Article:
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Television Media Technology

Cable Industry to Standardize Under Tru2Way 216

Posted by ScuttleMonkey
from the foot-in-the-door dept.
smooth wombat writes "In a move to stave off the FCC, cable operators have now agreed upon one standard to allow TVs and other gear that will work regardless of cable provider. This standard should allow the development of new services and features that rely on two-way communication over the cable network. The core of the matter is this: there are tvs and other devices which can receive digital programming but cannot talk back to the network. As a result, subscribers must rent out boxes from cable companies. This new standard should, in theory, do away with having to rent a box. There are two downsides to this standard. First, Sony has not signed onto the cable industry's idea and second, FCC Chairman Kevin Martin wants to put forth a proposal for a more open and competitive environment using a completely different standard."
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Cable Industry to Standardize Under Tru2Way

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  • For a moment ... (Score:5, Insightful)

    by overshoot (39700) on Monday January 07, 2008 @04:14PM (#21945910)
    I thought this was about CableCard, which was the last plan that would have rendered company-specific set-top boxes obsolete and brought universal interoperability.

    Now remind me how that turned out.

  • by Scareduck (177470) on Monday January 07, 2008 @04:18PM (#21945982) Homepage Journal
    Though the proffered reason this is happening is because of FCC pressure, I wonder that the real reason for this isn't advertiser interest in seeing an end to electronic babel. With every major cable system using (effectively) proprietary hardware, detailed viewing habit data acquisition is difficult or at least complex. I would be very interested to see what kind of information will be shipped back to the provider end, and when. For instance, if you watch a time-delayed show on your DVR does it rat on you when you fast-forward past the commercials? That has to be valuable to advertisers by itself, and getting it in a uniform format regardless of provider would be helpful, too.
  • by Maury Markowitz (452832) on Monday January 07, 2008 @04:22PM (#21946018) Homepage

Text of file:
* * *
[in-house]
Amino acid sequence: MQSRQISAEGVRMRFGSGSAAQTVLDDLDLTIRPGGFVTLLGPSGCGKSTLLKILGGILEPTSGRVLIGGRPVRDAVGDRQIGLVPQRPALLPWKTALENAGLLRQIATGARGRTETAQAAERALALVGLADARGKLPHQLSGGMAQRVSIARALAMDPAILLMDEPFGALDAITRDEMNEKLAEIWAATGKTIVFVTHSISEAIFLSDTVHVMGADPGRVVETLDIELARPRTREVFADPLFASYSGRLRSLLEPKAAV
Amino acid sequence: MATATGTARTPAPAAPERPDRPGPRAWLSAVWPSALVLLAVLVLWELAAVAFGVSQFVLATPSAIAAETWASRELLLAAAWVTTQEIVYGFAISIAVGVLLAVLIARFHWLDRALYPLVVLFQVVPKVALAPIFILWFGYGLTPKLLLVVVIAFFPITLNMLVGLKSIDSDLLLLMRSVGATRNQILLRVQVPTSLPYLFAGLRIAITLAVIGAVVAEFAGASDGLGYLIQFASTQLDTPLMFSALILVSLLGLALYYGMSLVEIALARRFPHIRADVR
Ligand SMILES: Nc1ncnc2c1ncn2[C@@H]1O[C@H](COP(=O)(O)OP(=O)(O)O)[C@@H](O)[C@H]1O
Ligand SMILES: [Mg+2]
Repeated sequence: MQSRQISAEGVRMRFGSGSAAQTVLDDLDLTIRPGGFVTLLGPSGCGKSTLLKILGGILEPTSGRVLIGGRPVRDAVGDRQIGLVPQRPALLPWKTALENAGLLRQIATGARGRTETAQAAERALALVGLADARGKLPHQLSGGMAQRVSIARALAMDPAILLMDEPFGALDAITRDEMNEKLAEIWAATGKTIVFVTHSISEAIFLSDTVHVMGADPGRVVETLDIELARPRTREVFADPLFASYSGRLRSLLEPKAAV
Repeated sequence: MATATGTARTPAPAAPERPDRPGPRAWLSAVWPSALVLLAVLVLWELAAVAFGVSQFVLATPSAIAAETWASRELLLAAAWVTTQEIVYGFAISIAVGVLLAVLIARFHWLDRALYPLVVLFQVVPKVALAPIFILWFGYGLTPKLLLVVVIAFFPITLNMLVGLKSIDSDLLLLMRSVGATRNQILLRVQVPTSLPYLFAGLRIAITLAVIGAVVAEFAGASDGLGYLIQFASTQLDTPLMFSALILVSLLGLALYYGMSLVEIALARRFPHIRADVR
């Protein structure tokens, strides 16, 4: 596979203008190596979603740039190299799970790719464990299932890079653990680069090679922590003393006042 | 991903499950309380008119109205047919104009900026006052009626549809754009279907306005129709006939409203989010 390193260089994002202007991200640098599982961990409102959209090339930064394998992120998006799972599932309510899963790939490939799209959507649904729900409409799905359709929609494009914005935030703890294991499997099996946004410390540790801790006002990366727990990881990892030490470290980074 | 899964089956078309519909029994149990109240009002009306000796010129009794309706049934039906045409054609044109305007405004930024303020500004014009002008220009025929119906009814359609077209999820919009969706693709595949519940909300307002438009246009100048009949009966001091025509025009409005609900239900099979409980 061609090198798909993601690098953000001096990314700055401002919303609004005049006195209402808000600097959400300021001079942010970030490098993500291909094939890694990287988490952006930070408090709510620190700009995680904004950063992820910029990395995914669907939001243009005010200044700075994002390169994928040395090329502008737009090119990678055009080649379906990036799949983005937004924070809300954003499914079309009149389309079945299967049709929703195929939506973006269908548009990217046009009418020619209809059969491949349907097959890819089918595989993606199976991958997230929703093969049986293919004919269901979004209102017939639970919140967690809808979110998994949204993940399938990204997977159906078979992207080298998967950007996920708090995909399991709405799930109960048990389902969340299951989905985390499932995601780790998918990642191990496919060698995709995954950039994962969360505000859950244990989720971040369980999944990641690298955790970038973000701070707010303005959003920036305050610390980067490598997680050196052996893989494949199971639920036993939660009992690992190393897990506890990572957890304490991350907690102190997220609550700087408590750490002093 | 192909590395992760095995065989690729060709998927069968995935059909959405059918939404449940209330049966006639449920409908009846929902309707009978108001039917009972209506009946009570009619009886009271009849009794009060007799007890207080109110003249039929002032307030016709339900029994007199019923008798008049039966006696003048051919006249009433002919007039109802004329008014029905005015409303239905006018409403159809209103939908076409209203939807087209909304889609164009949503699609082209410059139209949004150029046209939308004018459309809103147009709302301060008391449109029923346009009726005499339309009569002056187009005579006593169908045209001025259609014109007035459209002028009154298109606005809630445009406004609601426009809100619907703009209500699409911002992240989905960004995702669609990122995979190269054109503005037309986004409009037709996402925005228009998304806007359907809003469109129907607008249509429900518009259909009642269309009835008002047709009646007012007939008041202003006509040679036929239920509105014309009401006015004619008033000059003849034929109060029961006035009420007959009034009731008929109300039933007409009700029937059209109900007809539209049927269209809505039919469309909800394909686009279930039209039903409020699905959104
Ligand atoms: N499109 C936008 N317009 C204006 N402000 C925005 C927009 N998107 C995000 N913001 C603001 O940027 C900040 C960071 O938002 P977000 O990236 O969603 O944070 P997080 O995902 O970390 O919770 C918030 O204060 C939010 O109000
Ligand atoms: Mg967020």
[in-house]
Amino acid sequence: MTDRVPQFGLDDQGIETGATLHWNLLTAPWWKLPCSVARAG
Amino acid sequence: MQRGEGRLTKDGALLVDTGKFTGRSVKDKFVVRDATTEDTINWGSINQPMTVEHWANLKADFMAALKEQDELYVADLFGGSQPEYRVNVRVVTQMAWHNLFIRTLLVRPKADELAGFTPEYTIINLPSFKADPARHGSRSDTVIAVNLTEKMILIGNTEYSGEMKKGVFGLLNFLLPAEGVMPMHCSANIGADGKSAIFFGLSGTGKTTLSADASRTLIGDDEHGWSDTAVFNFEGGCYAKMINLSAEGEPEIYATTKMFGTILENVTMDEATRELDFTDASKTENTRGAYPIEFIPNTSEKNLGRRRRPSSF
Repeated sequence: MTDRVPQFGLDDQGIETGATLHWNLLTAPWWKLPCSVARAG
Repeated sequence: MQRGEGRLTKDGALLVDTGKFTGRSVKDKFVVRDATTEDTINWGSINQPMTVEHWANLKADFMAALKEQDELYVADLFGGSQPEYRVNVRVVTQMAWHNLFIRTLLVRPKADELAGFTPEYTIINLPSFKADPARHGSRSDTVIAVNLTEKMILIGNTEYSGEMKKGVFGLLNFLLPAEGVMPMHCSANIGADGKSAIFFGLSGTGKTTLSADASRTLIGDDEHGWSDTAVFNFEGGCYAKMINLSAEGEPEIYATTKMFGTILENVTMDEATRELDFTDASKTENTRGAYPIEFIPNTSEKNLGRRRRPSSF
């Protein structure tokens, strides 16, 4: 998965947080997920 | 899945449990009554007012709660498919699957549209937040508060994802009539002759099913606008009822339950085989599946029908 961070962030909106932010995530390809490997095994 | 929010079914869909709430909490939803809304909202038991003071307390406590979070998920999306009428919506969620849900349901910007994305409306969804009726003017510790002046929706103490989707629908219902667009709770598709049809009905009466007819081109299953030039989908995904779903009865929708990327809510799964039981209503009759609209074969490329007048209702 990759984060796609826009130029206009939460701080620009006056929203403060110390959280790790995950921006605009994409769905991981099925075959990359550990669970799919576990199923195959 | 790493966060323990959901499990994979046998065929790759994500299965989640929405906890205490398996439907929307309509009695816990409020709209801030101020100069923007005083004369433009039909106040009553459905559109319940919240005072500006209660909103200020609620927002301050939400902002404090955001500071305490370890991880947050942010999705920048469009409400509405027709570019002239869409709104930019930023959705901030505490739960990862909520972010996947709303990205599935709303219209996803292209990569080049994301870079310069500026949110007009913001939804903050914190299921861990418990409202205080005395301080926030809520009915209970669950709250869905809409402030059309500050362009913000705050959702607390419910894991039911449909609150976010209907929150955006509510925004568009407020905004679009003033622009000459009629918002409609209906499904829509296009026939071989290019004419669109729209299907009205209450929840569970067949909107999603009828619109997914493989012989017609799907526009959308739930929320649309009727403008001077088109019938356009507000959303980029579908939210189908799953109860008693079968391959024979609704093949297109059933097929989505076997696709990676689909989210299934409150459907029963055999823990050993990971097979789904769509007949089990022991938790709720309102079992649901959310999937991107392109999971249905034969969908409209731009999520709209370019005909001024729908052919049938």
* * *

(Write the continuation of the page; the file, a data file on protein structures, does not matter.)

> FCC Chairman Kevin Martin wants to put forth a proposal for a more open
    > and competitive environment using a completely different standard

    Like the way we now have a separate HDTV standard than everyone else in the world because they advocated a NTSC replacement even though the existing European standard was perfectly fine?

    Perhaps they mean "standard" as in "Imperial Weights and Measures"? It's the "Imperial" part that always ends up being a problem.

    Maury
  • Why? (Score:5, Insightful)

    by nonsequitor (893813) on Monday January 07, 2008 @04:23PM (#21946044)
    Why do I want my appliances talking back to any service provider? I value my privacy and I don't want my TV reporting my viewing habits any more than I want a smart fridge reporting my eating habits.

    What's wrong with the push method of content distribution? I am skeptical as to what value this really adds to my viewing experience. I get the feeling its not about improving the user's experience at all, but more for gathering data on viewing habits to better price advertising time. I guess I'm at a loss as to what compelling technical problem this solves. The only thing the article really mentions is a lack of standardization for how these devices can acheive 2 way communication, but it never states why that is even necessary.
  • Great (Score:2, Insightful)

    by DoofusOfDeath (636671) on Monday January 07, 2008 @04:23PM (#21946050)
    I can't think of a single good reason that I want my TV talking back to my cable company.
  • by icebike (68054) on Monday January 07, 2008 @04:24PM (#21946060)
    How is it that an FCC chairman that wants a MORE OPEN standard constitutes a downside?

    Why should we have to buy a TV with multiple tuners, picture in picture, dual channel viewing and all sorts of neat capabilities and then be mugged by the cable companies on the way to watch the ball game?

    Cable card http://en.wikipedia.org/wiki/CableCARD [wikipedia.org] was supposed to eliminate this, but the cable companies refused the ability to get channel guide info for sets using cable cards.

    Personally, I think the FCC should outlawt cable companies from selling set top boxes PERIOD. Take the revenue out of their hands and standards would be adhered to, third parties would arrive, guide info would magically appear on the internet, and every thing would be much more consumer friendly. Mandate only cable card and free the strangle hold. Everybody will be buying a new TV in the next four years anyway, the time is ripe.

  • Re:Why? (Score:3, Insightful)